Tory turmoil as Clarke boasts of “abolishing” married tax allowance

As the Tories prepare to unveil more details of marriage tax breaks, Ken Clarke last night boasted how, as Chanellor in the mid-90s, he "abolished" the policy.

As the Tories prepare to unveil more details of how they will recognise marriage in the tax system with a “£600m marriage tax break”, shadow business secretary Ken Clarke last night boasted how, as Chanellor in the mid-1990s, he “abolished” the policy. In an interview on the BBC’s Campaign Show he said:

“I abolished the married couples’ tax allowance and I thought at the time, as I was raising revenue and cutting the main body of income tax, that was the better way to do it, but the party is committed to recognising marriage in the tax system, there are many ways to do that.”

When asked if he agreed with where it is now he replied:

“I’m not going to trail my coat, but there are some ways you can recognise marriage and family obligations in the tax system which I approve of and George will in due course announce it. It’s not for me to announce it.”

When pressend on whether the cutting of the married tax allowance before wasn’t done on the principle that he thought marriage shouldn’t be in an exalted position he added:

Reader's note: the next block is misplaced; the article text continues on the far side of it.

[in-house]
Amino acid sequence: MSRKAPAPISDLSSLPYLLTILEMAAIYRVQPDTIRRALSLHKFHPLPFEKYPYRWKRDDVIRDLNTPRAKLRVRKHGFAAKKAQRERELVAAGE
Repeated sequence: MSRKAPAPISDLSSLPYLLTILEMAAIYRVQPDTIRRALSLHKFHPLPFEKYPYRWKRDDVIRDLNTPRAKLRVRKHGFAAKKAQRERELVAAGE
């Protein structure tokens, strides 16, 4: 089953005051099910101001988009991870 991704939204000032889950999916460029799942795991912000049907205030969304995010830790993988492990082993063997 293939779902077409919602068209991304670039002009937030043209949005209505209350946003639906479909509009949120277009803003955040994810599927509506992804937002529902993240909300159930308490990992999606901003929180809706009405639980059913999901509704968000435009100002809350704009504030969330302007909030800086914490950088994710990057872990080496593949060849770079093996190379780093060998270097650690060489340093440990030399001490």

I have been married for a long time and my wife has not put up with me for benefit of the old married couples’ tax allowance, don’t know why she has, but I am very glad she has…

“I have in the past accepted a certain scepticism about this [the Tory proposals], but I’m not uptight about it, there are ways of recognising marriage and family obligations in the tax system which are perfectly sensible in my view and they will be announced in due course, but not by me on your programme.”

Watch it:

This is not the first time Mr Clarke has contradicted David Cameron and George Osborne over tax breaks for married couples. Last January, he attacked the policy as “social engineering“, saying:

“I got rid of the married couples allowance [when I was chancellor] … I really don’t think it’s anything to do with politicians whether you [get married], and most of the younger people I know don’t seem very keen on it.

“My view of Conservatism is that it’s not for us to tell you [what to do through] the tax system – my wife didn’t put up with me because I was getting £150 by way of tax allowance. This is social engineering, for God’s sake, and when I joined the party we weren’t in favour of it.

In January, Left Foot Forward reported renewed confusion over the Tories’ plans, when it was revealed only five per cent of married couples would benefit from the policy. The Mirror found that:

David Cameron’s marriage tax-break bribe would help only one in 20 couples who tie the knot … And he is again in retreat over the plan after a spending black hole was uncovered. Only marrieds with children under the age of three are now expected to benefit…

“But Treasury figures – showing only 6% of those who get wed would be better off – found that would [sic] still cost other taxpayers [£600 million] to be raised through ‘green’ taxes.”

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